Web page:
There were a handful of Australian exhibitors.  Prior to visiting the event I felt uneasy with the concept of a NZ jobs expo including Australian exhibitors - especially those trying to target skill sets that NZ is also desperate for.  Thinking about this some more has shifted my mindset a little.  The world is getting smaller and we can’t stop Kiwis from looking beyond our shores - whether via an expo, job board, newspaper, recruitment agency, etc.  In some ways I actually see this as a challenge and opportunity for those NZ exhibitors to ensure they are a destination of choice.  I didn’t feel that the Australian exhibitors provided a more compelling value proposition.  Actually, I felt that some of them looked a little standoff-ish.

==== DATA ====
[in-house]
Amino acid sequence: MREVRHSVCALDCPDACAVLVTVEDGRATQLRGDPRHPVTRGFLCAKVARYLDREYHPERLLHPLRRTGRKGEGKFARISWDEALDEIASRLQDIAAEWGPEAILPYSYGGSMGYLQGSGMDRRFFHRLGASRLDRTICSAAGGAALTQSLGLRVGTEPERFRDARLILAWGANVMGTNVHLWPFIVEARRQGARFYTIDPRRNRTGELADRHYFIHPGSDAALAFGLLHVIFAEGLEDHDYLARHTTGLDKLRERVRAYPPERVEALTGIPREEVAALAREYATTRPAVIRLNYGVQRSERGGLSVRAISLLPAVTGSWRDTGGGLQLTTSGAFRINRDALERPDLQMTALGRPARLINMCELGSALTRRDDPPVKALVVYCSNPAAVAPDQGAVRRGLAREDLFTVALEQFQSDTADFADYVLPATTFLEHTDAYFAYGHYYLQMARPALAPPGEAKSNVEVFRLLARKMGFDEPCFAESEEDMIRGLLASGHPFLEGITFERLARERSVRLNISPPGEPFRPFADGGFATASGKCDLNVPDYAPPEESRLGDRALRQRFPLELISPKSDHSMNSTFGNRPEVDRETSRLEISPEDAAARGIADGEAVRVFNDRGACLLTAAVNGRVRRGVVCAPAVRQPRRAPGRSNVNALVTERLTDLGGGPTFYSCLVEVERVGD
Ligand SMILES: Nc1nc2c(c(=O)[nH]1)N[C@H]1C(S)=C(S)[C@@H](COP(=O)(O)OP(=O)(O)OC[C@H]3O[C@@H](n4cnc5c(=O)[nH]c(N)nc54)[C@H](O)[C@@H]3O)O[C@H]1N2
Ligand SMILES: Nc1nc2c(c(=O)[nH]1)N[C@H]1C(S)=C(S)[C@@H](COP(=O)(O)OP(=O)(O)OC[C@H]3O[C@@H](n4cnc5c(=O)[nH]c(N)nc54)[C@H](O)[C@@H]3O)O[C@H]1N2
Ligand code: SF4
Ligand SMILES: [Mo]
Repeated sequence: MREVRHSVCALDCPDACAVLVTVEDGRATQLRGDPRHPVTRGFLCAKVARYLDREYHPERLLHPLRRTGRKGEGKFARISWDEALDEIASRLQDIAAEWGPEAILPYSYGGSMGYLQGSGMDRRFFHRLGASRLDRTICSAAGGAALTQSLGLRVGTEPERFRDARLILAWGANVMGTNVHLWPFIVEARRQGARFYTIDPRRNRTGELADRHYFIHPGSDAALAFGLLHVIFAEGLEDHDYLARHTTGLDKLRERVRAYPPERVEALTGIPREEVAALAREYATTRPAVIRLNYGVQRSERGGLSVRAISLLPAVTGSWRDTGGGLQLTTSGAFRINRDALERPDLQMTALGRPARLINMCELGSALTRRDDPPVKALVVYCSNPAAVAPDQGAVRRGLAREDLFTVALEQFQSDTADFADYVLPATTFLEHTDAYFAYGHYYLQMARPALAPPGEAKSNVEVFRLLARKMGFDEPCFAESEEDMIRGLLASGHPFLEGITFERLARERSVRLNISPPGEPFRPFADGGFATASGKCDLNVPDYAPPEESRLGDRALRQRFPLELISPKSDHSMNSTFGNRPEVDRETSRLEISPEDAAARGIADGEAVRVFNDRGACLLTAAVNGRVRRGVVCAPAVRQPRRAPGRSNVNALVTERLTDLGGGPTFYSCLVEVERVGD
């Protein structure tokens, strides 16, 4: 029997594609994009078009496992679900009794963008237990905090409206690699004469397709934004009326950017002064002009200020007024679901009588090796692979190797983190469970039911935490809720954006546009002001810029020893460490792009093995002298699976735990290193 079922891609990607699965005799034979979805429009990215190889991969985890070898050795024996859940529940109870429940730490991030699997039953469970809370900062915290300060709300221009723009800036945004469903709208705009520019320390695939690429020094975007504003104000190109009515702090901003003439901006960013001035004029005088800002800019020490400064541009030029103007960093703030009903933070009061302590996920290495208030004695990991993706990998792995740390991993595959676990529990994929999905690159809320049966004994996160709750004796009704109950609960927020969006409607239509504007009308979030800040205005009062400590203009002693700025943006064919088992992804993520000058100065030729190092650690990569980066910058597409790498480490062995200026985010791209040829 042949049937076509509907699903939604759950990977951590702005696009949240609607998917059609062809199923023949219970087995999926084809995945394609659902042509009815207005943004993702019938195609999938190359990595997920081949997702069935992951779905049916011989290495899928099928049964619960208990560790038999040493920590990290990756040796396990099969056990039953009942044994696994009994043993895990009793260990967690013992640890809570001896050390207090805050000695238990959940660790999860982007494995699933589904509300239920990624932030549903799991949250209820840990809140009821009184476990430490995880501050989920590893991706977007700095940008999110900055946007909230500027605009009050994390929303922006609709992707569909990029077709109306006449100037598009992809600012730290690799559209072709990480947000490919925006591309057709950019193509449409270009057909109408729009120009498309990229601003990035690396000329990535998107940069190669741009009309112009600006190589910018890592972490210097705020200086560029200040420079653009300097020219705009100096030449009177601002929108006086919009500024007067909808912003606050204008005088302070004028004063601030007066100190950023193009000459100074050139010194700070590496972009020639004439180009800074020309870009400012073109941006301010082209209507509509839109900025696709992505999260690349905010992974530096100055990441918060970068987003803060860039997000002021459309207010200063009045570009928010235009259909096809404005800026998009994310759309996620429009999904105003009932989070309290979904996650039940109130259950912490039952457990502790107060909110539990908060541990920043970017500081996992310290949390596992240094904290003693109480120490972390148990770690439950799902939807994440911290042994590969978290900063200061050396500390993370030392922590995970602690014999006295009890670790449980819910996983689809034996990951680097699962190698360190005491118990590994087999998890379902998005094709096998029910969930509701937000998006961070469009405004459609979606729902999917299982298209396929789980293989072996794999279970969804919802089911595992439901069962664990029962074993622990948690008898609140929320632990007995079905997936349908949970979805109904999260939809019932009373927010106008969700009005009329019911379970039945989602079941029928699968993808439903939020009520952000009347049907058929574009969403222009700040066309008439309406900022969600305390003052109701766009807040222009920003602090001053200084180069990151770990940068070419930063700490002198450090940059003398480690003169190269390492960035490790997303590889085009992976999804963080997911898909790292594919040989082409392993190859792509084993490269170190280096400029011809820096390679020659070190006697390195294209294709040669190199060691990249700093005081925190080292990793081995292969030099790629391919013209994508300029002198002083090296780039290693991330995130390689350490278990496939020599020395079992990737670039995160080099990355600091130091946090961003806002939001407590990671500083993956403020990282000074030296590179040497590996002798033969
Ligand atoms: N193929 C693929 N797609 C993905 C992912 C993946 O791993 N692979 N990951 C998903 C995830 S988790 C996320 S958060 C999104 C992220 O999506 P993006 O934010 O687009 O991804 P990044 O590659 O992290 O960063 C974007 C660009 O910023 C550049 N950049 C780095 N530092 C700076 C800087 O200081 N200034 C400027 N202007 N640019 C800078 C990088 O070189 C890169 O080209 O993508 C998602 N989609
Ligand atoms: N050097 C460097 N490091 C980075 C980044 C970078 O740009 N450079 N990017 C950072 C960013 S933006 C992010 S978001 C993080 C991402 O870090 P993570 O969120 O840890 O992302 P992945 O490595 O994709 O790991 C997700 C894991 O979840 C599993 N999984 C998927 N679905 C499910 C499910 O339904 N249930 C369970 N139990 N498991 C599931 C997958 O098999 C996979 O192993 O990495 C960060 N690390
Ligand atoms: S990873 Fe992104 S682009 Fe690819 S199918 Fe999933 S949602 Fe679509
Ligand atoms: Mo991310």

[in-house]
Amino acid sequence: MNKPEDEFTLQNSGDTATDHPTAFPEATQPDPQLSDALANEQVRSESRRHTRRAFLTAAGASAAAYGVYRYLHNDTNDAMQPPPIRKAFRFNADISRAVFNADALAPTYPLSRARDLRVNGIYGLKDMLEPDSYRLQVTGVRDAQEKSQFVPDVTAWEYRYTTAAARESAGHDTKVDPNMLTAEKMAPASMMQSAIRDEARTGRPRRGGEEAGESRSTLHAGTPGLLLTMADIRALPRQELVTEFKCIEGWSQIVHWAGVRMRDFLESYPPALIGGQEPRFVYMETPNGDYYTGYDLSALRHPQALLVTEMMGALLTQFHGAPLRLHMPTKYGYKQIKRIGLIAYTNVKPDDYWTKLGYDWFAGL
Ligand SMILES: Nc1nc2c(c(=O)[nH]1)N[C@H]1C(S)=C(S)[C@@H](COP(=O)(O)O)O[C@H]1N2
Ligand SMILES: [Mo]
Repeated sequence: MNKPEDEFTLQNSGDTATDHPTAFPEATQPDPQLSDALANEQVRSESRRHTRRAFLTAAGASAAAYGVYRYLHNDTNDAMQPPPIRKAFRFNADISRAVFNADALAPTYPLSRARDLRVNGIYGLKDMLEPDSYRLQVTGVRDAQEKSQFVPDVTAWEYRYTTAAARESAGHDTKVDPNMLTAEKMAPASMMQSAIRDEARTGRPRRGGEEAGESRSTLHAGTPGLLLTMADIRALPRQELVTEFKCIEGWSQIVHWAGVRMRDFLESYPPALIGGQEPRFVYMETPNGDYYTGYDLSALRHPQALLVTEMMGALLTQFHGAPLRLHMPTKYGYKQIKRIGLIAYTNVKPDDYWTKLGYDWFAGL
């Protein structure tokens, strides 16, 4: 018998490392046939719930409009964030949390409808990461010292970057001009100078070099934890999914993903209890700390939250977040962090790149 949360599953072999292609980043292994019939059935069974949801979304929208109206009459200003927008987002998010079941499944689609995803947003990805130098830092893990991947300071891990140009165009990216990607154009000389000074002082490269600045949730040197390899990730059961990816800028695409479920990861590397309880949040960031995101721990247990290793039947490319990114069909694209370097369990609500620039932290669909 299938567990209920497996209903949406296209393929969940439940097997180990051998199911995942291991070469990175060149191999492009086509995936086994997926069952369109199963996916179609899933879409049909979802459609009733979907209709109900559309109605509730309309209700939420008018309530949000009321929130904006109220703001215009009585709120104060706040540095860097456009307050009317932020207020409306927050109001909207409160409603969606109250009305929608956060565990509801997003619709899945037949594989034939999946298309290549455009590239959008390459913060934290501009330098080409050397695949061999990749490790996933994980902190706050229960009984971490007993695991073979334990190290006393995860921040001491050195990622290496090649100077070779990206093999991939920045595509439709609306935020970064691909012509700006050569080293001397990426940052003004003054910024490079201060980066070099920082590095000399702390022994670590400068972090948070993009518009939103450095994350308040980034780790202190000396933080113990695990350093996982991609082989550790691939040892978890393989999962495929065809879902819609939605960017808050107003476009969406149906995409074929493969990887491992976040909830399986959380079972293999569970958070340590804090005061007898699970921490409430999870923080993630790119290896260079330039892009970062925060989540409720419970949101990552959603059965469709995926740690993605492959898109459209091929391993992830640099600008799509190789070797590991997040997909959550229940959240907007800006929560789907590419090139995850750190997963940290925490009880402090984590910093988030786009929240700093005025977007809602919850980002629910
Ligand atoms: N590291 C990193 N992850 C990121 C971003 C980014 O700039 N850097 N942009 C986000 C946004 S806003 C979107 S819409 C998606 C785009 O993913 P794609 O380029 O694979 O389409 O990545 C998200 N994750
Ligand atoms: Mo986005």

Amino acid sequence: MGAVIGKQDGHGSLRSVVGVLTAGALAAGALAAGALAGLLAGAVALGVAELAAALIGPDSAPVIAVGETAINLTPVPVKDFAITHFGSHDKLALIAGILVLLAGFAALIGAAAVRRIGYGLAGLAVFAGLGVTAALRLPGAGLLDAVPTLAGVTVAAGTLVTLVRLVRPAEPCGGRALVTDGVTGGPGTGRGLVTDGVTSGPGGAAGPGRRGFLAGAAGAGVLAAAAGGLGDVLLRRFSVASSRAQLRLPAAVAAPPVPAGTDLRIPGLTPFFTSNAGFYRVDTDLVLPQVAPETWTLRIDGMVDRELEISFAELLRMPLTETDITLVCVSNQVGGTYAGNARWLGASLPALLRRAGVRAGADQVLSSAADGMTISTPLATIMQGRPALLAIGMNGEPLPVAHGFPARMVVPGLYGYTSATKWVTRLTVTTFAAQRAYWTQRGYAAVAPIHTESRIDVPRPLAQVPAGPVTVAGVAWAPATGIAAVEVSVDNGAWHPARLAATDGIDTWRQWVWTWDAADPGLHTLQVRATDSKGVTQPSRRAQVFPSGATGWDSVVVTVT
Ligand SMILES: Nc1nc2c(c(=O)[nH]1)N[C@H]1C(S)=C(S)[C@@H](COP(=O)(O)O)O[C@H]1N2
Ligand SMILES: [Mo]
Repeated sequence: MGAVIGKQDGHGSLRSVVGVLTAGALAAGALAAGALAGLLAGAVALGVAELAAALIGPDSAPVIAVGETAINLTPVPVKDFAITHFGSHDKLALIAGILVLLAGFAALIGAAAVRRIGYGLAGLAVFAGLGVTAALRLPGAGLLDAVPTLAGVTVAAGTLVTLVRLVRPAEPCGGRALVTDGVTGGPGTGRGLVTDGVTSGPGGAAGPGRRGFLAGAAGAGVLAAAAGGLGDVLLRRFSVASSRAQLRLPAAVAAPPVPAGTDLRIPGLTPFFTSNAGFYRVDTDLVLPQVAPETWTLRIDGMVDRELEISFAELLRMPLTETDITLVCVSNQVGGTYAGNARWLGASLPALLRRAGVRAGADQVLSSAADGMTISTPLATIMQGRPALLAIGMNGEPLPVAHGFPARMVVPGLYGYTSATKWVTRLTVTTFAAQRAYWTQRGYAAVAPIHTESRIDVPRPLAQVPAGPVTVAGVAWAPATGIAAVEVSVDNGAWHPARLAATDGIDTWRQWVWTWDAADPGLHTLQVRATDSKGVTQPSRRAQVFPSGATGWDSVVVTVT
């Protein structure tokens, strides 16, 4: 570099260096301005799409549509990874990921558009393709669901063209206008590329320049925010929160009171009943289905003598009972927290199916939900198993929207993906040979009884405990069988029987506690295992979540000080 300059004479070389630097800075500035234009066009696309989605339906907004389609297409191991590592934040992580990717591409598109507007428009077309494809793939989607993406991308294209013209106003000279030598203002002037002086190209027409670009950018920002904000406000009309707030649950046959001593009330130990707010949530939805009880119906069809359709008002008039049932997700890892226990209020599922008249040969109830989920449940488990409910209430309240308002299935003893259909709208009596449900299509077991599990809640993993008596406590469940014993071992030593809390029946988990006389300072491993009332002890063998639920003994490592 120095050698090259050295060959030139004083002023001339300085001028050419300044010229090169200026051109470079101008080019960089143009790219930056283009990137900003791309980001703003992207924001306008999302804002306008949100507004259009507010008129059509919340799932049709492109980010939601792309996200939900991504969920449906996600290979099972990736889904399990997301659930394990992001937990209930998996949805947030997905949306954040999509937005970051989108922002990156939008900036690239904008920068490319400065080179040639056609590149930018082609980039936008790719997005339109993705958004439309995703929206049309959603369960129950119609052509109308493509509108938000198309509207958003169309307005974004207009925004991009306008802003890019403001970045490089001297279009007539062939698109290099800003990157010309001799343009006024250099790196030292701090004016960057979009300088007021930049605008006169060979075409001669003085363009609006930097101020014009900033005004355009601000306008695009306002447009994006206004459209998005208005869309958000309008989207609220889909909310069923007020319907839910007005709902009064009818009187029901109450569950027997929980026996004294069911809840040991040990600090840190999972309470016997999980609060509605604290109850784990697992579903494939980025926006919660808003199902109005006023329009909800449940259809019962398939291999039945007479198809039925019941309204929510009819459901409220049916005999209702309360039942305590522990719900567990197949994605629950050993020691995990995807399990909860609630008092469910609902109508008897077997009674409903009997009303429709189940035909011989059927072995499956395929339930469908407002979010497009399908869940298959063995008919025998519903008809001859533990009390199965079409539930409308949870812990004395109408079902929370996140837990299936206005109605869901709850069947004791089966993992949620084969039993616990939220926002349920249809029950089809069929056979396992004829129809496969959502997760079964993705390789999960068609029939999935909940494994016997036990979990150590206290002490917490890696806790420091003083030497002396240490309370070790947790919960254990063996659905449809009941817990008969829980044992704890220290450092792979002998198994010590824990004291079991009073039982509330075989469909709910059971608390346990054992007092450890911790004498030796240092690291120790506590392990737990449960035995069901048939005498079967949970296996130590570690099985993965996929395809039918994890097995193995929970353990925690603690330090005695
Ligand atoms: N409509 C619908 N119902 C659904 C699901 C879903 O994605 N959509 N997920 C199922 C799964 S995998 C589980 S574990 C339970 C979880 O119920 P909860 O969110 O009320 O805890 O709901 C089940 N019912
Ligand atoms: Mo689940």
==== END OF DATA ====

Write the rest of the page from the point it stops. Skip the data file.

This evening I enjoyed reading through the official expo guide.  There are some great examples of recruitment advertisements on the 22 pages.  I wonder why many of these employers do not apply the same standard to their newspaper advertising! 

The next NZ Job Expo is in Auckland on 19 and 20 July.

Paul Jacobs
Engage

42 Below - fresh copy

Saturday, June 7th, 2008

I came across some recruitment ads from the yummy spirits brand 42 Below in the Career section of today’s Weekend Herald. The copy was out of the ordinary and got my attention - take a glance at a snippet from one of the three ads below.

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This made many of the other ads, both employer and recruitment agency branded, read like legal documents. There’s a fine balance between providing enough information to give the jobseeker the basics and offering too much info in an ad. Putting a position description in the newspaper is never a great look and not a good use of newspaper real estate. The detail should be on a careers site. I recommend that many more print ads be written with the jobseeker in mind.

Paul Jacobs
Engage